Woody Allen returns this weekend as Sidney Waterman, an aging Borscht Belt magician with a silly stage handle -- Splendini -- and props that seem more like fire hazards than things one might use to make a living. Don't wait around for the prestige in Splendini's act -- you'll be waiting a long time. There's only a bare minimum of effort as he shuffles around in comfortable old duds, converses with the audience while he's supposed to be entertaining them, uses words like 'prestidigitation' and beckons the prettiest girl in the crowd up on stage so he can leer at her while promising to "agitate her molecules." Splendini's magic show is such a narrow affair it could only be attended by a crowd that has sought it out and arrived at the theater with total precognition of what's in store for them. The same holds true for Scoop, the second entry in Woody's Late European Period.
The lovely assistant summoned to the stage is journalism student Sondra Pransky, played by sore-throat ingenue Scarlett Johansson. Sondra is pushed into Splendini's disappearance box about the same time that he's seeing another volunteer -- a pasty Brit -- off stage, telling her "thanks, you're a credit to your race." Inside the box, Sondra is only mildly shocked to discover it's the domain of a ghost, played by Deadwood star Ian McShane. The ghost was a journalist who was killed after possibly learning the identity of the elusive Tarot Card Killer. Based on that unsourceable info, Sondra sets off on a wild scoop-chase with Sidney at her side. An atom of decency -- ours, not Woody's -- demands that their relationship quickly fold into a father-daughter rhythm, with Sondra pulling doting dad-figure Sidney around town by the ear and bouncing her theories about the identity of the killer off his Hubble-thick glasses. Their frantic quest is contrasted by the fate of the poor ghost, who is adrift on a fog-swept barge to nowhere that's crewed by the actual Grim Reaper. Backed into a corner by his own acknowledgment of an afterlife, Allen comes through with one that's as pointless as possible.
When the ghost's tip leads to a dead end -- information exchange between this world and the next is a crap shoot -- Sondra does exactly what the Columbia School of Journalism prescribes for a reporter who has run out of leads: She assumes a sexy alter-ego and moves in on a suspect's life. The suspect is Hugh Jackman, the only member of this little clarinet band who blows too many wrong notes. He has the look of an actor whose agent returned Woody's call without asking first. As English blue-blood playboy Peter Lyman, he hardly gives a performance at all and melts into the background when the other players come on screen, as if he were directed to do so. A minor actor could have handled this part; the role didn't require a thespian who boasts serious credentials like Wolverine. Johansson, on the other hand, has work to do. She gets to stretch her acting muscles here, at least in comparison with her recent choices. Woody has deliberately yanked her away from her two biggest hooks -- the slow-thinking posture and the raw, my-eyes-are-up-here sexuality.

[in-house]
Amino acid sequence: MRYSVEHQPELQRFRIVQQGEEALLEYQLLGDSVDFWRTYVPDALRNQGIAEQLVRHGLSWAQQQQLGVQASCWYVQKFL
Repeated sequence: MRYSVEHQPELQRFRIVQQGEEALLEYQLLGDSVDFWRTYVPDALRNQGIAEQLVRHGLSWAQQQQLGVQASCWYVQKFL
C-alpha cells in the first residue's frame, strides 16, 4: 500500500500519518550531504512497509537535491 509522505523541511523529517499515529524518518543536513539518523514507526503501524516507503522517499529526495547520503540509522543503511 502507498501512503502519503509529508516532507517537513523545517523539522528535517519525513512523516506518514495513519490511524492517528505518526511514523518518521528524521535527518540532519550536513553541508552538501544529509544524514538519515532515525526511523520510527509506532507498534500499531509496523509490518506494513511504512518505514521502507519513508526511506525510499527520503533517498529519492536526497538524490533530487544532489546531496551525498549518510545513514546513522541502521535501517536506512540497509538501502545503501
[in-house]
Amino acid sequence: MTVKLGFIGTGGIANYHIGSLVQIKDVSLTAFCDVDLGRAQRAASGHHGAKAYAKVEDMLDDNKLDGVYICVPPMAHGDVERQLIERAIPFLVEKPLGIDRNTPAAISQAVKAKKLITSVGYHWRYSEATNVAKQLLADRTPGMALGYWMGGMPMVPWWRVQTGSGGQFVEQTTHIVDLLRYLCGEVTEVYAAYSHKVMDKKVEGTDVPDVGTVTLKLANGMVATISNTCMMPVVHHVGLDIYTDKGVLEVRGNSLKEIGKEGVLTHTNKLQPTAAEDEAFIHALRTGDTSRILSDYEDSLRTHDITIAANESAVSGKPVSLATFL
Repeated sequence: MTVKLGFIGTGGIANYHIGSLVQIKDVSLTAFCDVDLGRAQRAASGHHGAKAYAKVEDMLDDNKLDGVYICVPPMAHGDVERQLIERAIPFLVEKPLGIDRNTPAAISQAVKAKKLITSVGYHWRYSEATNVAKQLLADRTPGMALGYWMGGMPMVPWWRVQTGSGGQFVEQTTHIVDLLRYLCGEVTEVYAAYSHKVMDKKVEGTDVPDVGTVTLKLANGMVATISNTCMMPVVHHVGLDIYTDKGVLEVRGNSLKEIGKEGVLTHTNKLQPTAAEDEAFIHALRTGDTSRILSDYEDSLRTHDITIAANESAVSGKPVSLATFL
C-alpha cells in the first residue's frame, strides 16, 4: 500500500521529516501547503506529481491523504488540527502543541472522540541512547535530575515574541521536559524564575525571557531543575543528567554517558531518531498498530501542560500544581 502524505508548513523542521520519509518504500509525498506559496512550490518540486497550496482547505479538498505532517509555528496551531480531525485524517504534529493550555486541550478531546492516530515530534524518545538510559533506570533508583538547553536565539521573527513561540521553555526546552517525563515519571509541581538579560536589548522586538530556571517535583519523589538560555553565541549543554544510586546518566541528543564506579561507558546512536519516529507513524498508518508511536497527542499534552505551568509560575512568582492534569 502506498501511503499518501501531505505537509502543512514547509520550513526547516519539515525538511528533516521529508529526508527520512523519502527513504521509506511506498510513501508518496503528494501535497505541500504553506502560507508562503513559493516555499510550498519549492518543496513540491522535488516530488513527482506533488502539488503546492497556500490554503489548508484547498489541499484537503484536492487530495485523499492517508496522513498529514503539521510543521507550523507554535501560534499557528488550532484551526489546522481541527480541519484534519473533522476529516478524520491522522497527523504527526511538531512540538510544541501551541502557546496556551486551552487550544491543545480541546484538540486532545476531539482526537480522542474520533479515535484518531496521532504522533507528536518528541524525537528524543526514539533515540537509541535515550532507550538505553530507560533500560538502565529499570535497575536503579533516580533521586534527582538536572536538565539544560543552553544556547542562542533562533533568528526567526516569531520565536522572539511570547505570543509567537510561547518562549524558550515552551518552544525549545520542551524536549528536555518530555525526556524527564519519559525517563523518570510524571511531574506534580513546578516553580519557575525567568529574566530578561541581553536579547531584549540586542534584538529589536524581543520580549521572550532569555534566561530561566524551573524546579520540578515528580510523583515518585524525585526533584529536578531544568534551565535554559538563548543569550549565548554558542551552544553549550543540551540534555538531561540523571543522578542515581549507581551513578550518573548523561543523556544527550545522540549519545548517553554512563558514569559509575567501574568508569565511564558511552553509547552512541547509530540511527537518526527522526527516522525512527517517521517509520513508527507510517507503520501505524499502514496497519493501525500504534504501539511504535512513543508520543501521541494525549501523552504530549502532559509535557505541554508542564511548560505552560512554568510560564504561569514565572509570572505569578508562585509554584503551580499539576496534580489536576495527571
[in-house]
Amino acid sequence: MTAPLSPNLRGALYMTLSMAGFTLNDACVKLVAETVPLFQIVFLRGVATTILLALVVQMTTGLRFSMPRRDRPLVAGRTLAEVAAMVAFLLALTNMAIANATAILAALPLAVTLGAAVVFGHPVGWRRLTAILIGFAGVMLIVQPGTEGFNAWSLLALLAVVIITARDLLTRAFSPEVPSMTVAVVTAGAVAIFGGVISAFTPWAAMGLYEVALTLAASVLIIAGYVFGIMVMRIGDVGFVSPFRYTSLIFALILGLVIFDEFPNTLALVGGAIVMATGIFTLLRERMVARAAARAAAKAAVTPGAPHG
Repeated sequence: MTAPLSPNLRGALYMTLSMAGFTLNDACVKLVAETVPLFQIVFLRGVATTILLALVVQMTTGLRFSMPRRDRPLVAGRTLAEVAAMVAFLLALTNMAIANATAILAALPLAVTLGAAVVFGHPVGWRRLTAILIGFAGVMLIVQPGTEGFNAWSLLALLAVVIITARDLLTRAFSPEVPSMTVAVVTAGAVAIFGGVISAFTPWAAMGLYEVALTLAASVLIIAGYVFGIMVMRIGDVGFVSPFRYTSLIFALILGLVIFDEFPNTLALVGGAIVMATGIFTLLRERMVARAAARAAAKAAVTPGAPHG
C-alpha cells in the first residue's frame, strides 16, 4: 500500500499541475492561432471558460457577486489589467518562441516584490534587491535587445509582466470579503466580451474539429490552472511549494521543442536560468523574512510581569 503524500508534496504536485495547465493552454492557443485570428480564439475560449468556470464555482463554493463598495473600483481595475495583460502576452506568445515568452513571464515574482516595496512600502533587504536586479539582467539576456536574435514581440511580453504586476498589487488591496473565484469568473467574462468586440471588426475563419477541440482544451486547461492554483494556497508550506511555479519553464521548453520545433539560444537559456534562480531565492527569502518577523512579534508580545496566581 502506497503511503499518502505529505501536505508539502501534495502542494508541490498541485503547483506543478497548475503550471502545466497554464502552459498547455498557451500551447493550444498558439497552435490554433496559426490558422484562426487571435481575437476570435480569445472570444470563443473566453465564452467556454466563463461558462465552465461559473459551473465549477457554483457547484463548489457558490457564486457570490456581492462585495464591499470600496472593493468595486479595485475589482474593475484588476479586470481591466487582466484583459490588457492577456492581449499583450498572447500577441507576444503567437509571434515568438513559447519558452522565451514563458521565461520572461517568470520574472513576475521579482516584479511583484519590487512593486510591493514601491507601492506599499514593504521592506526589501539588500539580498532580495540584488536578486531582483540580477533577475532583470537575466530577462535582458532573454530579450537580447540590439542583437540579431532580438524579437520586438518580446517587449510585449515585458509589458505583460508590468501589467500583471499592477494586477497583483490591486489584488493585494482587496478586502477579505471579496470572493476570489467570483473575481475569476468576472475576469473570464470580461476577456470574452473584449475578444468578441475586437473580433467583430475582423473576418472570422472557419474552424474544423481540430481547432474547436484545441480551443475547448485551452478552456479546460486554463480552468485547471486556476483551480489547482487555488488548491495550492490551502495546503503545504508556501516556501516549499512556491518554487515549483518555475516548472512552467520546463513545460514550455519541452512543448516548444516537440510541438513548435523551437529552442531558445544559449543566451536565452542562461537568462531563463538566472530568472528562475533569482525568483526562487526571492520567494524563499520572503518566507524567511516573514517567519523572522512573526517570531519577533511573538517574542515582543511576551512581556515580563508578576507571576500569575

At the press junket for Scoop, some wag asked Johansson to tick off things she had in common with Woody Allen. She returned the serve: "He's a 70-year old man ...". Despite that, I'm inclined to say this couple makes as interesting an on-screen duo as any other nominees in this year's lackluster field. There's just something infectious about them. "We need clues! We need a lead!" she squeals at him at one point while they are racing around town in a European minicar that could be folded and placed in the trunk of an S.U.V. Why not build an entire murder mystery franchise out of these characters? Even when the flat, low-energy tone occasionally tempted us to nod off, there'd still be Johansson to look at. Her Sondra Pransky attire -- chaste reading glasses and smart office-temp skirts -- ironically dials up her sexuality instead of tamping it down, which may have been the intention. The more you think about it, the more this character seems like someone's grad-school sex fantasy come to life. The alias she dons for her alter-ego -- Jade -- is also one we've heard from Woody Allen before, so maybe it has a meaning to him. Some busty gun moll shiksa from his dreams?
Last year's Match Point was so concerned with story -- Woody was surprised to have conjured a good one -- that we couldn't evaluate the success of his larger project, to make comfortable chairs out of other world capitals besides his beloved Manhattan. At age 70, he didn't go to Britain to be changed, but to roll his cosmopolitan bubble into a new neighborhood that has enough green space to accommodate it. I have no idea why the move was necessary -- financial reasons, maybe -- but I like to think it's because in today's increasingly corporate office-park Manhattan, Judy Davis couldn't have a proper hissy fit in public without some nudnik asking her to respect a noise ordinance and put out her cigarette while she's at it. This cigar and brandy murder mystery, with only a dandelion of plot encircling the actors, feels like vintage Allen. That comfortable, weightless hum that attends his most relaxed projects has been recreated whole. Even the killer's fancy-pants sobriquet -- Tarot Card Killer - signifies not a dedicated, bloodthirsty ripper, but a lazy toff who yawns at the world and kills for the same reason Woody makes a movie every time the leaves change -- to punch through the dreariness of existence in a collapsing universe.